Millisecond Magnetar Birth Connects FRB 121102 to Superluminous Supernovae and Long-duration Gamma-Ray Bursts
Metzger, Brian D.
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CitationMetzger, Brian D., Edo Berger, and Ben Margalit. 2017. “Millisecond Magnetar Birth Connects FRB 121102 to Superluminous Supernovae and Long-Duration Gamma-Ray Bursts.” The Astrophysical Journal 841 (1): 14. https://doi.org/10.3847/1538-4357/aa633d.
AbstractSubarcsecond localization of the repeating fast radio burst FRB 121102 revealed its coincidence with a dwarf host galaxy and a steady ("quiescent") nonthermal radio source. We show that the properties of the host galaxy are consistent with those of long-duration gamma-ray bursts (LGRB) and hydrogen-poor superluminous supernovae (SLSNe-I). Both LGRBs and SLSNe- I were previously hypothesized to be powered by the electromagnetic spin-down of newly formed, strongly magnetized neutron stars with millisecond birth rotation periods ("millisecond magnetars"). This motivates considering a scenario whereby the repeated bursts from FRB 121102 originate from a young magnetar remnant embedded within a young hydrogen-poor supernova (SN) remnant. Requirements on the gigahertz free-free optical depth through the expanding SN ejecta (accounting for photoionization by the rotationally powered magnetar nebula), energetic constraints on the bursts, and constraints on the size of the quiescent source all point to an age of less than a few decades. The quiescent radio source can be attributed to synchrotron emission from the shock interaction between the fast outer layer of the supernova ejecta with the surrounding wind of the progenitor star, or the radio source can from deeper within the magnetar wind nebula as outlined in Metzger et al. Alternatively, the radio emission could be an orphan afterglow from an initially off-axis LGRB jet, though this might require the source to be too young. The young age of the source can be tested by searching for a time derivative of the dispersion measure and the predicted fading of the quiescent radio source. We propose future tests of the SLSNe- I/LGRB/FRB connection, such as searches for FRBs from nearby SLSNe-I/ LGRBs on timescales of decades after their explosions.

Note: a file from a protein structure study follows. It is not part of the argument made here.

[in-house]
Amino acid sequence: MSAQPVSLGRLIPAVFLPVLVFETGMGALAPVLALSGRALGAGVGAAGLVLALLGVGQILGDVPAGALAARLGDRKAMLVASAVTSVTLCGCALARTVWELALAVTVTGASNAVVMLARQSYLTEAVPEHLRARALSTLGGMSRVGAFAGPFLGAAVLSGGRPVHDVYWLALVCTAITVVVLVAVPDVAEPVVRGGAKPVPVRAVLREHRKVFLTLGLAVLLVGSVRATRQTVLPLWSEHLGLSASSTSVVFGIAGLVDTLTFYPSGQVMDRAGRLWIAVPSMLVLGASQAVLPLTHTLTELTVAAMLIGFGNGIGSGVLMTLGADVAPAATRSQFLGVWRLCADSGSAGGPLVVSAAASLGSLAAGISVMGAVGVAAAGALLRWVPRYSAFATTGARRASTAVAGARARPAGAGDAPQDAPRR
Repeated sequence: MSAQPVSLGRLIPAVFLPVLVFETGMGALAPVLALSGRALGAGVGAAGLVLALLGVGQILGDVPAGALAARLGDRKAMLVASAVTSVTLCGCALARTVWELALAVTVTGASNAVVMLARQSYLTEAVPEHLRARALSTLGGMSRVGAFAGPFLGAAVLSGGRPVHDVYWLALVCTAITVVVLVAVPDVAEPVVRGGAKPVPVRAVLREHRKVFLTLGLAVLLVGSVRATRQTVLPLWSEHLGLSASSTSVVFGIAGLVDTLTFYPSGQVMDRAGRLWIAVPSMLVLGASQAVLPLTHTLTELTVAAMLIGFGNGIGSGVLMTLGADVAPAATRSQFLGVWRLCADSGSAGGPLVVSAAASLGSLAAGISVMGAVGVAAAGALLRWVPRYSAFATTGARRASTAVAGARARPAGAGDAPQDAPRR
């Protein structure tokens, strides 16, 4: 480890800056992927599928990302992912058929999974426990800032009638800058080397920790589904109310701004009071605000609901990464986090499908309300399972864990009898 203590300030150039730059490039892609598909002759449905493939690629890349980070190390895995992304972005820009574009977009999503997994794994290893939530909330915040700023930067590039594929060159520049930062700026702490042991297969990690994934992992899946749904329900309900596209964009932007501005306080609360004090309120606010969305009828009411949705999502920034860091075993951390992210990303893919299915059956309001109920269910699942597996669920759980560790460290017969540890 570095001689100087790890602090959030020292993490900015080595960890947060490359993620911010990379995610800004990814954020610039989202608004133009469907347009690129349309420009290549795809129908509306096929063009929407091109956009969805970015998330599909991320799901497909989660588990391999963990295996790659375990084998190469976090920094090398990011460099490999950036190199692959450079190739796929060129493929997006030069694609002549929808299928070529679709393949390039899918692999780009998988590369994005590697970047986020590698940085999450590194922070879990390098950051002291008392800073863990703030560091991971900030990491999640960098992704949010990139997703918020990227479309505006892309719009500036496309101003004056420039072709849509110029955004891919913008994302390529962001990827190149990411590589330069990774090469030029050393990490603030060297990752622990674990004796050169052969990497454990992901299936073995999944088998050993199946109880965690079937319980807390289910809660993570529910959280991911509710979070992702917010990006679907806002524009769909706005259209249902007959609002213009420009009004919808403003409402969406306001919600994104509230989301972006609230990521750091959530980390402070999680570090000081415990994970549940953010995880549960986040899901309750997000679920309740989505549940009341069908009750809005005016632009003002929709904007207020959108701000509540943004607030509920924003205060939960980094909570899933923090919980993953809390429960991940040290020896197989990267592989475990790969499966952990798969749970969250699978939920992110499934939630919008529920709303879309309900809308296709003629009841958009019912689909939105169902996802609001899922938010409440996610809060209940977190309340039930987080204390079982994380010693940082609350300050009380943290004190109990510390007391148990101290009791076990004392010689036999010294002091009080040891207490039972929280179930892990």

Citable link to this pagehttp://nrs.harvard.edu/urn-3:HUL.InstRepos:41397481
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